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Knock, Knock .... Who Was There?


nalist, Nancy Spain (died 1964), the daughter of William’s young- est daughter, Norah.


Dr Samuel Smiles was to outlive both his sons – Samuel jun- ior died in 1903 – and two of his three daughters. He survived William by three months, dying at the age of 91. On Saturday 9 January 1904 William Holmes Smiles took the train to Newcastle to play golf. He died in the changing rooms at 2 pm, a fortnight short of his 58th birthday, as his daughter later wrote: “already worn out by rope and children”. His body was returned to Belfast on the 6.35 pm train. On the following day the entire congrega- tion at St Mark’s rose as a mark of respect as the organ played the melancholic ‘Dead March’ from Handel’s Saul. Ten shillings were paid to open the grave at Belfast City Cemetery following ‘a strictly private’ funeral on the Tuesday. It was a tribute to his management style that, as the cortège travelled under the Holywood Arches and passed by the entrance of the Belfast Ropework Company on the Newtownards Road, “Tere was no stoppage of work ... the ma- chines were going full tilt. Only a yard man, hat in hand, stood at the gate to pay homage”.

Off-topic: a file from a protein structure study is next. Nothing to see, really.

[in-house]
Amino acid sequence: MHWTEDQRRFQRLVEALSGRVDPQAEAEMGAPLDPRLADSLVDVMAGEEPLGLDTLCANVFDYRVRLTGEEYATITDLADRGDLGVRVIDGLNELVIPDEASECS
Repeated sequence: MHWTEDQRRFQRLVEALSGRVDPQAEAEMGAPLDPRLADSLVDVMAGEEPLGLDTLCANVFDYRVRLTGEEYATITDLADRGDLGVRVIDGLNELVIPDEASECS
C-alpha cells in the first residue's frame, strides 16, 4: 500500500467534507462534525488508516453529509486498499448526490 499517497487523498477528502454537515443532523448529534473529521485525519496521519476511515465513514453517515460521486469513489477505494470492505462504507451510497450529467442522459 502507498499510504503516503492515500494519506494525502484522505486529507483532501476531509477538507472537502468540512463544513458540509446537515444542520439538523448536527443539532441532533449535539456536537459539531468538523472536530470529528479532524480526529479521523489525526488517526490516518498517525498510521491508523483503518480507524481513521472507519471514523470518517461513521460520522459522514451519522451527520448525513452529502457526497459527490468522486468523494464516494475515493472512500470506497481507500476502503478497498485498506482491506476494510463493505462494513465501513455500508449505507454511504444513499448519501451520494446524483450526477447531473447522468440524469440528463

William had made his will only three months earlier on 5 October 1903. His wife, Lucy, who was to live to the age of 91, was to be allowed to stay in Westbank as long as she wished. William be- queathed to her the standard contemporary legacy, which included his watches, jewels, ornaments, plate, furniture, linen, glass, pic- tures, musical instruments, horses, carriages, saddlery, stable fur- niture, and household stores and provisions, and even any live and dead stock – plus an immediate payment of £500. Te Directors of his creation were equally generous sending, along with their sin- cere tribute, a cheque for £875. One suspects that, in common with so many wealthy widows, she would probably have preferred a few more years of her husband’s personal companionship.


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